The California Senate passed a bill Monday that would encourage more young, vulnerable college students to abort their unborn babies.
If it becomes law, California would be the first state to force public universities to provide abortions to students.
State Senate Bill 320, sponsored by Sen. Connie Leyva, a Democrat, would require California public universities and community colleges to provide abortions drugs up to 10 weeks of pregnancy at their student health centers. It also would require the taxpayer-funded schools to cover the cost of the abortions in their student health insurance plans. The pro-abortion mandate would go into effect in 2020.
“I firmly believe that all students should be able to decide what to do with their own bodies and when to factor a family into their life,” Leyva said. “After all, women do not lose the constitutional right to end a pregnancy simply because they are a college student.”
However, college-age women already are the age group most likely to have abortions, and campuses tend not to be friendly toward pregnant and parenting students. Leyva’s bill could push more young women to abort their unborn babies when what they really is better pregnancy and parenting support.
Officials with the California State Universities expressed concerns about the bill, according to the AP.
“Currently our CSU health centers offer basic health services, however, the administration of medications still requires a level of expertise that our health center staff may not have,” spokeswoman Toni Molle said.
Here’s more from the report:
None of the 34 University of California or California State University campuses currently offer abortion services at their health centers, instead referring students to outside providers. A group of private donors, some of them anonymous, plan to pay for up to $20 million in startup costs, including ultrasound equipment and training for both medical and billing staff.
The bill, SB320, still needs Assembly approval.
Pro-life advocates said the bill is destructive and deadly.
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“Not only will this bill destroy the lives of innocent children, but the chemical abortion medication being mandated has a notorious reputation for being very painful and traumatic,” said California Family Council CEO Jonathan Keller, previously. “These drugs are known for not just causing physical pain to the mother, but psychological anguish that could last a lifetime.”
Leyva claimed the bill is necessary to help college students who may have to travel off campus to have an abortion or pay for it themselves.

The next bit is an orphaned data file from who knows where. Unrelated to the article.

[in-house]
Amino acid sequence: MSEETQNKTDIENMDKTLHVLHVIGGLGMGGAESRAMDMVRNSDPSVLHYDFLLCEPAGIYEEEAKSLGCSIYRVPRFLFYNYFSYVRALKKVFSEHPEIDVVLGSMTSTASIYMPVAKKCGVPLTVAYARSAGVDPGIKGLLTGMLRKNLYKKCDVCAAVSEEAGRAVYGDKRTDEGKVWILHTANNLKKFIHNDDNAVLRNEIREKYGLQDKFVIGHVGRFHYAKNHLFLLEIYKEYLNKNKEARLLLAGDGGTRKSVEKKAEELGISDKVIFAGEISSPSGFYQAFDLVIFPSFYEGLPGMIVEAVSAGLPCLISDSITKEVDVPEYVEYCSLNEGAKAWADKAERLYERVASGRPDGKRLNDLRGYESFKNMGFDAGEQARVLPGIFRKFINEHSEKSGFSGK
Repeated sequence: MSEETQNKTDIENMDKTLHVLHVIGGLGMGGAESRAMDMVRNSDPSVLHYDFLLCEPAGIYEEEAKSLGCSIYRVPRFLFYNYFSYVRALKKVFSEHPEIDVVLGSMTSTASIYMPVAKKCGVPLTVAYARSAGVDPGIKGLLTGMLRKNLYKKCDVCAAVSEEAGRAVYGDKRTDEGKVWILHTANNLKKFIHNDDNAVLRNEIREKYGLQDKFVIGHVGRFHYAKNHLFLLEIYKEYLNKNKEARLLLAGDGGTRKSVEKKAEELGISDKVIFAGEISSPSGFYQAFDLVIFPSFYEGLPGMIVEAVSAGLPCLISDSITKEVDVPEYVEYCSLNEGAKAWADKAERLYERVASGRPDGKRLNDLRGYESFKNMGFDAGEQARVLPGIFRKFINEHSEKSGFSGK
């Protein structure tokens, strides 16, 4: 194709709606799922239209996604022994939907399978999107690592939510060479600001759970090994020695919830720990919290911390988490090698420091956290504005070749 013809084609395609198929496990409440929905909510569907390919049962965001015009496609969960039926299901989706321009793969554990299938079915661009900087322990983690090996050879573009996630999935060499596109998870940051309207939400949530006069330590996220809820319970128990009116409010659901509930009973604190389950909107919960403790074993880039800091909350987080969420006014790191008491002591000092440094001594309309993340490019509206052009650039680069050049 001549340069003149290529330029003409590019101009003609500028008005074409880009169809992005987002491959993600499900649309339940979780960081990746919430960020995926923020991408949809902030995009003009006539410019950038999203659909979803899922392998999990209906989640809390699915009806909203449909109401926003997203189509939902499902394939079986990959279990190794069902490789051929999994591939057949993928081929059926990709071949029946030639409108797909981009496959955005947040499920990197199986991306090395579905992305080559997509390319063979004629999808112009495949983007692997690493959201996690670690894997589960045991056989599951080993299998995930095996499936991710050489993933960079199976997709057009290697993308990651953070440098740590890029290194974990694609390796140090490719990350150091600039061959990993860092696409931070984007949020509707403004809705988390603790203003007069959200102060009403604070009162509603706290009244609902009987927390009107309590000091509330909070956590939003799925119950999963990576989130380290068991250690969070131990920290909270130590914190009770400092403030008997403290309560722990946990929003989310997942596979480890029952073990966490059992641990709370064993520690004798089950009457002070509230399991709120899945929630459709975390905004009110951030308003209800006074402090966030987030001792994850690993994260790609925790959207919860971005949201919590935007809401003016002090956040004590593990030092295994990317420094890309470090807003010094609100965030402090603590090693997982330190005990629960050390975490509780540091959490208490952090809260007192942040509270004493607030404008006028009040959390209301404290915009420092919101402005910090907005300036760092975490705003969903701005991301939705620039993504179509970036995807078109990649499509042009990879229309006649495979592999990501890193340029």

“If a UC, CSU or community college already has a student health center, it makes sense that they provide this health care service within that facility so that students do not have to travel many miles away from their work and school commitments in order to [have an abortion],” Leyva said.
One abortion supporter even claimed the abortion drugs are safer than taking Tylenol.
However, abortion drugs can be very dangerous and even deadly to women as well as their unborn babies. The drugs are responsible for the deaths of dozens of women worldwide, and they have injured at least 1,100 women in the United States, according to 2006 figures from the FDA. A Planned Parenthood study admits at least one woman is seriously injured from the abortion pills daily.
Californians for Life, a coalition of pro-life groups in California, is urging pro-lifers to call their legislators.
“These pills will hurt our daughters and end the lives of our grandchildren by forcefully inducing a miscarriage up to 10 weeks of pregnancy, with hemorrhaging and delivery of the baby into the dorm room toilet,” the pro-life group said in an email.
California laws already are some of the most hostile to unborn babies in the world. Late-term, elective abortions are legal, and girls under age 18 can get an abortion without a parent’s knowledge or permission.
The state forces taxpayers to fund abortions through Medi-Cal, and allows non-doctors to perform abortions. It also forces pro-life pregnancy centers to advertise free and low-cost state-funded abortions to clients, though pregnancy centers are challenging the law.